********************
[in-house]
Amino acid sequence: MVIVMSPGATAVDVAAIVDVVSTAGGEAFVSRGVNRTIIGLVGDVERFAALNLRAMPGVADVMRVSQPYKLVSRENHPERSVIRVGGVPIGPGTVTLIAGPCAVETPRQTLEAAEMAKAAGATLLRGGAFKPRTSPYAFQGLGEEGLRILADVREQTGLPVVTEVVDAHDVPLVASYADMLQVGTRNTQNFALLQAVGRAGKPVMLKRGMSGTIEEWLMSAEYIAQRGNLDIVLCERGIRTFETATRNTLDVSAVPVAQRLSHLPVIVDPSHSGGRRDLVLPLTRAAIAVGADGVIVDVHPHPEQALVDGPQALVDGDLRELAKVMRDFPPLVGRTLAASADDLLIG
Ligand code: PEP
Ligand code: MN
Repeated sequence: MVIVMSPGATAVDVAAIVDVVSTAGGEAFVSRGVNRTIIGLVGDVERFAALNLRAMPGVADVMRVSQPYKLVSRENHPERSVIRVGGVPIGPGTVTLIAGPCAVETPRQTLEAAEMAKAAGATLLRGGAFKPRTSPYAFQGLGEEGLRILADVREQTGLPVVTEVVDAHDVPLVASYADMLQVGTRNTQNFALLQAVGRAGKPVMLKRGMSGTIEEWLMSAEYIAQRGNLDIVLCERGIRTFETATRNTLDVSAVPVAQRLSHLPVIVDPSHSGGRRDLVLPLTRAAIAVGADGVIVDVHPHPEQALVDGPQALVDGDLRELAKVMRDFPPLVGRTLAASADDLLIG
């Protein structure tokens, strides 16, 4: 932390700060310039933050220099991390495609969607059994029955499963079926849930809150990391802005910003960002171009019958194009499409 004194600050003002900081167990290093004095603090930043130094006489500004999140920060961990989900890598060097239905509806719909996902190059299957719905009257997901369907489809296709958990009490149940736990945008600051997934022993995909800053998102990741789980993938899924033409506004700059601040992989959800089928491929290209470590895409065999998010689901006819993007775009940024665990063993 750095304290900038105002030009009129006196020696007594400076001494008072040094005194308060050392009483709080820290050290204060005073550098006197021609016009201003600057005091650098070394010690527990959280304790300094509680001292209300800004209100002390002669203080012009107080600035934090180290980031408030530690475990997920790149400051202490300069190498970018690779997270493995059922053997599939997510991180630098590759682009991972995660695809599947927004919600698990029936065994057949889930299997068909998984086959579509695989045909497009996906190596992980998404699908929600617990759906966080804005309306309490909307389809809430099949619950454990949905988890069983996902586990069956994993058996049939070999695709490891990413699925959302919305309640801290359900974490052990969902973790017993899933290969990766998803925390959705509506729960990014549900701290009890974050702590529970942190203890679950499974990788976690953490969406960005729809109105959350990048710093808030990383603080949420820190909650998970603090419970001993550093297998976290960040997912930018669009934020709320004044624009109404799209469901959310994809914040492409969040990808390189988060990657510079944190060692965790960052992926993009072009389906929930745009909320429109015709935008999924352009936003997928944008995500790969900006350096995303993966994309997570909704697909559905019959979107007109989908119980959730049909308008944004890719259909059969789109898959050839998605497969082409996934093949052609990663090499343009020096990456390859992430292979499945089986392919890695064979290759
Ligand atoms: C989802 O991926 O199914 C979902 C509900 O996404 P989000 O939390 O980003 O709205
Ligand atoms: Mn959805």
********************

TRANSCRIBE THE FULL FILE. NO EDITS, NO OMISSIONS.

[in-house]
Amino acid sequence: MVIVMSPGATAVDVAAIVDVVSTAGGEAFVSRGVNRTIIGLVGDVERFAALNLRAMPGVADVMRVSQPYKLVSRENHPERSVIRVGGVPIGPGTVTLIAGPCAVETPRQTLEAAEMAKAAGATLLRGGAFKPRTSPYAFQGLGEEGLRILADVREQTGLPVVTEVVDAHDVPLVASYADMLQVGTRNTQNFALLQAVGRAGKPVMLKRGMSGTIEEWLMSAEYIAQRGNLDIVLCERGIRTFETATRNTLDVSAVPVAQRLSHLPVIVDPSHSGGRRDLVLPLTRAAIAVGADGVIVDVHPHPEQALVDGPQALVDGDLRELAKVMRDFPPLVGRTLAASADDLLIG
Ligand code: PEP
Ligand code: MN
Repeated sequence: MVIVMSPGATAVDVAAIVDVVSTAGGEAFVSRGVNRTIIGLVGDVERFAALNLRAMPGVADVMRVSQPYKLVSRENHPERSVIRVGGVPIGPGTVTLIAGPCAVETPRQTLEAAEMAKAAGATLLRGGAFKPRTSPYAFQGLGEEGLRILADVREQTGLPVVTEVVDAHDVPLVASYADMLQVGTRNTQNFALLQAVGRAGKPVMLKRGMSGTIEEWLMSAEYIAQRGNLDIVLCERGIRTFETATRNTLDVSAVPVAQRLSHLPVIVDPSHSGGRRDLVLPLTRAAIAVGADGVIVDVHPHPEQALVDGPQALVDGDLRELAKVMRDFPPLVGRTLAASADDLLIG
């Protein structure tokens, strides 16, 4: 932390700060310039933050220099991390495609969607059994029955499963079926849930809150990391802005910003960002171009019958194009499409 004194600050003002900081167990290093004095603090930043130094006489500004999140920060961990989900890598060097239905509806719909996902190059299957719905009257997901369907489809296709958990009490149940736990945008600051997934022993995909800053998102990741789980993938899924033409506004700059601040992989959800089928491929290209470590895409065999998010689901006819993007775009940024665990063993 750095304290900038105002030009009129006196020696007594400076001494008072040094005194308060050392009483709080820290050290204060005073550098006197021609016009201003600057005091650098070394010690527990959280304790300094509680001292209300800004209100002390002669203080012009107080600035934090180290980031408030530690475990997920790149400051202490300069190498970018690779997270493995059922053997599939997510991180630098590759682009991972995660695809599947927004919600698990029936065994057949889930299997068909998984086959579509695989045909497009996906190596992980998404699908929600617990759906966080804005309306309490909307389809809430099949619950454990949905988890069983996902586990069956994993058996049939070999695709490891990413699925959302919305309640801290359900974490052990969902973790017993899933290969990766998803925390959705509506729960990014549900701290009890974050702590529970942190203890679950499974990788976690953490969406960005729809109105959350990048710093808030990383603080949420820190909650998970603090419970001993550093297998976290960040997912930018669009934020709320004044624009109404799209469901959310994809914040492409969040990808390189988060990657510079944190060692965790960052992926993009072009389906929930745009909320429109015709935008999924352009936003997928944008995500790969900006350096995303993966994309997570909704697909559905019959979107007109989908119980959730049909308008944004890719259909059969789109898959050839998605497969082409996934093949052609990663090499343009020096990456390859992430292979499945089986392919890695064979290759
Ligand atoms: C989802 O991926 O199914 C979902 C509900 O996404 P989000 O939390 O980003 O709205
Ligand atoms: Mn959805």